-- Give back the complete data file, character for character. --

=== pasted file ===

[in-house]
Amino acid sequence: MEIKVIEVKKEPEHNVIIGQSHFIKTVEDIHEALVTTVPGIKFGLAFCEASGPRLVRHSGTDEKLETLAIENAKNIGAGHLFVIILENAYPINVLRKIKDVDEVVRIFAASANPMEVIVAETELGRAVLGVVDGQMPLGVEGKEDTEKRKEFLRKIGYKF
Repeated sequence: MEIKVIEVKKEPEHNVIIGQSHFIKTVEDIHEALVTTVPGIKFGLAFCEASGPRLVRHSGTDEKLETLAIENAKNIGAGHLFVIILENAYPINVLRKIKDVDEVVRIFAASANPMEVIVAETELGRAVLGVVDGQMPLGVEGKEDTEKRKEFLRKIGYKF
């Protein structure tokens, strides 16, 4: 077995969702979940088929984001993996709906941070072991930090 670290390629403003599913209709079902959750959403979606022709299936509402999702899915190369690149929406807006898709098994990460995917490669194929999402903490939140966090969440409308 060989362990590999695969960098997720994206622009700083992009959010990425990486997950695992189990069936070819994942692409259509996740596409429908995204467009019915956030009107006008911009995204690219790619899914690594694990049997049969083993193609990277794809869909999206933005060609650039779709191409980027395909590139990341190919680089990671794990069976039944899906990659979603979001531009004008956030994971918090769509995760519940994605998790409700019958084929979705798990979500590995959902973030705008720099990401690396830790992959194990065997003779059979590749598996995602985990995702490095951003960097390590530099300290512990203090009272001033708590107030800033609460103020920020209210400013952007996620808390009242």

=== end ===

[in-house]
Amino acid sequence: MEIKVIEVKKEPEHNVIIGQSHFIKTVEDIHEALVTTVPGIKFGLAFCEASGPRLVRHSGTDEKLETLAIENAKNIGAGHLFVIILENAYPINVLRKIKDVDEVVRIFAASANPMEVIVAETELGRAVLGVVDGQMPLGVEGKEDTEKRKEFLRKIGYKF
Repeated sequence: MEIKVIEVKKEPEHNVIIGQSHFIKTVEDIHEALVTTVPGIKFGLAFCEASGPRLVRHSGTDEKLETLAIENAKNIGAGHLFVIILENAYPINVLRKIKDVDEVVRIFAASANPMEVIVAETELGRAVLGVVDGQMPLGVEGKEDTEKRKEFLRKIGYKF
């Protein structure tokens, strides 16, 4: 077995969702979940088929984001993996709906941070072991930090 670290390629403003599913209709079902959750959403979606022709299936509402999702899915190369690149929406807006898709098994990460995917490669194929999402903490939140966090969440409308 060989362990590999695969960098997720994206622009700083992009959010990425990486997950695992189990069936070819994942692409259509996740596409429908995204467009019915956030009107006008911009995204690219790619899914690594694990049997049969083993193609990277794809869909999206933005060609650039779709191409980027395909590139990341190919680089990671794990069976039944899906990659979603979001531009004008956030994971918090769509995760519940994605998790409700019958084929979705798990979500590995959902973030705008720099990401690396830790992959194990065997003779059979590749598996995602985990995702490095951003960097390590530099300290512990203090009272001033708590107030800033609460103020920020209210400013952007996620808390009242």